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NEWS
January 21, 1998
An anonymous donor has committed $5 million to the Johns Hopkins University for an addition to the university's School of Public Health in East Baltimore.The university announced yesterday that the gift from an alumnus of the Hopkins School of Medicine will pay for the bulk of a $6.2 million expansion of the public health school's Wolfe Street headquarters. The addition will nearly double the size of the Monument Street wing, which opened in 1996.Hopkins officials said construction will begin in April.
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NEWS
By Frederick N. Rasmussen, The Baltimore Sun | October 21, 2012
Flora M. Rees, former administrative assistant to the dean of what was then the Johns Hopkins School of Hygiene and Public Health, died Sept. 25 of heart failure at Atrium Village in Owings Mills. She was 89. The daughter of a barber who owned Miller's Beauty Parlor and a homemaker, Flora Miller was born in Baltimore and raised in Forest Park. A graduate of Forest Park High School, Mrs. Rees worked for the U.S. Post Office during World War II. In 1944, she married Harold B. Rees, an executive for Commercial Credit Corp., which later became Control Data Corp.
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NEWS
By GADI DECHTER and GADI DECHTER,SUN REPORTER | August 3, 2006
A behind-the-scenes fight over funding has thrown the establishment of a new University of Maryland, Baltimore school of public health into turmoil, internal documents and interviews show. At issue is how the university can spin off part of its medical school as the backbone of the new entity without diverting funds from the school of medicine. The dispute reveals a degree of discord within the state's medical school that is unusual even for the fractious world of academe, and it offers a glimpse into the high-stakes political maneuvering that emerges when science, money, power and outsized personalities collide.
NEWS
By Frederick N. Rasmussen, The Baltimore Sun and Baltimore Sun reporter | June 17, 2011
Dr. Barbara Starfield, a professor and health services researcher at the Johns Hopkins Bloomberg School of Public Health whose work in the field of primary care and health policy brought her international acclaim, died June 10 while swimming at her home in Menlo Park, Calif. The former Mount Washington resident was 78. "She was found floating in the pool and may have died of an apparent heart attack. We are waiting for the autopsy report from the coroner," said her husband of 56 years, Dr. Neil A. Holtzman, a pediatrician and a professor at the Johns Hopkins University School of Medicine.
NEWS
By MATTHEW HAY BROWN and MATTHEW HAY BROWN,SUN REPORTER | June 24, 2006
The University of Maryland, Baltimore, long a leader in epidemiology and preventive medicine, will open a school of public health - the first new professional school on the city campus in 45 years. At its annual meeting yesterday in Frostburg, the state Board of Regents approved plans to draw on existing resources at the university - including the master of public health degree now offered by the School of Medicine - to create the seventh professional school on the Baltimore campus. "Public health is clearly one of our areas of expertise at the university," board Chairman David H. Nevins said.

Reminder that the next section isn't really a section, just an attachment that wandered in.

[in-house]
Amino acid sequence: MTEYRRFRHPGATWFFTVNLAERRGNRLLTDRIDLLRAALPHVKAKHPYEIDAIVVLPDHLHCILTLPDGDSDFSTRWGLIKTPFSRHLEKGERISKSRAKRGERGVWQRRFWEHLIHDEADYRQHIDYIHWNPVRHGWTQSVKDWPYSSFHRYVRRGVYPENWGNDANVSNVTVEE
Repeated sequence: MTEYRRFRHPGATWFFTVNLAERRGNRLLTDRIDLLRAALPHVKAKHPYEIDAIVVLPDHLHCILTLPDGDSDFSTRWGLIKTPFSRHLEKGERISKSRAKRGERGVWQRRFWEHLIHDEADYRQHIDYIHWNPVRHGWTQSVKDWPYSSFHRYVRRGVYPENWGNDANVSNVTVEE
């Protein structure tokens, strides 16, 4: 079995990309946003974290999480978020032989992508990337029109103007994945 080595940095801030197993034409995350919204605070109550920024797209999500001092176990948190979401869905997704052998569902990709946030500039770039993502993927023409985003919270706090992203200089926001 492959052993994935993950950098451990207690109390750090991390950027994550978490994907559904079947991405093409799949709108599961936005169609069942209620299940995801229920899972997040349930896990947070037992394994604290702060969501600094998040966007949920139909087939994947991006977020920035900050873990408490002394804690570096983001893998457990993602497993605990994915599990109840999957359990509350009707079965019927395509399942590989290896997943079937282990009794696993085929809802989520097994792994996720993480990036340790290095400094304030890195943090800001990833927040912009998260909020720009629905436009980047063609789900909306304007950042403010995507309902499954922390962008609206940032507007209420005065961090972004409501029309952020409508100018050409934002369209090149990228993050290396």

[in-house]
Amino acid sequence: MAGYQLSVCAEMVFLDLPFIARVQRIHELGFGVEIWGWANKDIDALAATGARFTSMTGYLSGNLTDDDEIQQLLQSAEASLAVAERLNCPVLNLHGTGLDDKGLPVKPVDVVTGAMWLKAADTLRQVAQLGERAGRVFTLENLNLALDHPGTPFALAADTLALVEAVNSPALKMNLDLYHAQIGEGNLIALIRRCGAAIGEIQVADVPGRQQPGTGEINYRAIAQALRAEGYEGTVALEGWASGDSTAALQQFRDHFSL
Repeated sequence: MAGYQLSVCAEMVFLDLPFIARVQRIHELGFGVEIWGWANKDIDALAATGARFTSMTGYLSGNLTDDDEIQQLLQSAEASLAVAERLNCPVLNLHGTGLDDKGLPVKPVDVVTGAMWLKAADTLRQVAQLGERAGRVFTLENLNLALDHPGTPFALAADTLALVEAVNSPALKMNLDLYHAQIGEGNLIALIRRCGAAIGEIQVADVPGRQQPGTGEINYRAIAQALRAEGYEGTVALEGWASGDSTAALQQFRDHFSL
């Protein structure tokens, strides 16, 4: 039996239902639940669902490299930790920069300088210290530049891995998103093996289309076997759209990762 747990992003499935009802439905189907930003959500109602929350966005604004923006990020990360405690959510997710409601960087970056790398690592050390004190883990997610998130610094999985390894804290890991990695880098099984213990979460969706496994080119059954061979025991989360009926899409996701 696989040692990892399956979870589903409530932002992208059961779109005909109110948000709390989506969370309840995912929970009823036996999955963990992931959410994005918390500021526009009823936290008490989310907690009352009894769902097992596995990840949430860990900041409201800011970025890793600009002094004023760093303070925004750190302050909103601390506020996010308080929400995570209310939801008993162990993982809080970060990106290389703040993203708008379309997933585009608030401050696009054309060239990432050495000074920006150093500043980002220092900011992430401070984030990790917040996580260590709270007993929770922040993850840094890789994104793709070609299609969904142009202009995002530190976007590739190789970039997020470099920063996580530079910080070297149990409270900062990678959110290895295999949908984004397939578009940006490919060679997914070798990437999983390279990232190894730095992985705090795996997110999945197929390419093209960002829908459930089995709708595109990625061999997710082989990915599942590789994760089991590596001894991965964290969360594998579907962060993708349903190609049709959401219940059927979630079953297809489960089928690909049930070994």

NEWS
By Erika Niedowski and Erika Niedowski,SUN STAFF | June 5, 2003
The Bill and Melinda Gates Foundation is awarding $40 million to the Johns Hopkins University Bloomberg School of Public Health to expand a program to improve reproductive health around the globe. The 10-year-grant - which officials called the sixth largest in Hopkins' history - will go to the school's Institute for Population and Reproductive Health. The institute trains leaders of reproductive health programs in the developing world, where complications from pregnancy and childbirth are a major cause of disease and death.
NEWS
July 22, 1998
An article in Tuesday's Maryland section incorrectly reported that researchers at Johns Hopkins Hospital proposed a study to determine whether heroin should be given to addicts to help prevent crime. The proposal was made by researchers at the Johns Hopkins School of Public Health.The Sun regrets the error.Pub Date: 7/22/98
NEWS
By Alex Quinones and Alex Quinones,CAPITAL NEWS SERVICE | February 5, 2004
The dean of the Johns Hopkins Bloomberg School of Public Health endorsed a state bill yesterday that would force businesses to offer health insurance to their employees or pay toward a fund for the uninsured. Bloomberg School of Public Health Dean Alfred Sommer said later, It is extraordinarily embarrassing for me, personally, to go to almost any meeting in the world where there are people from other developed market economies because we are the only country which does not guarantee access to health care.
NEWS
By Dan Berger | May 7, 2001
Don't mock this president. He got the better of Congress on spending and taxes, same as Bill used to do. The big auction houses know too much about competitive bidding to want to have to do it themselves. The chairman of the Johns Hopkins trustees is running for mayor of New York and might give the Bloomberg School of Public Health to CUNY. The economy is beating expectations. We in it are not.
NEWS
November 6, 2006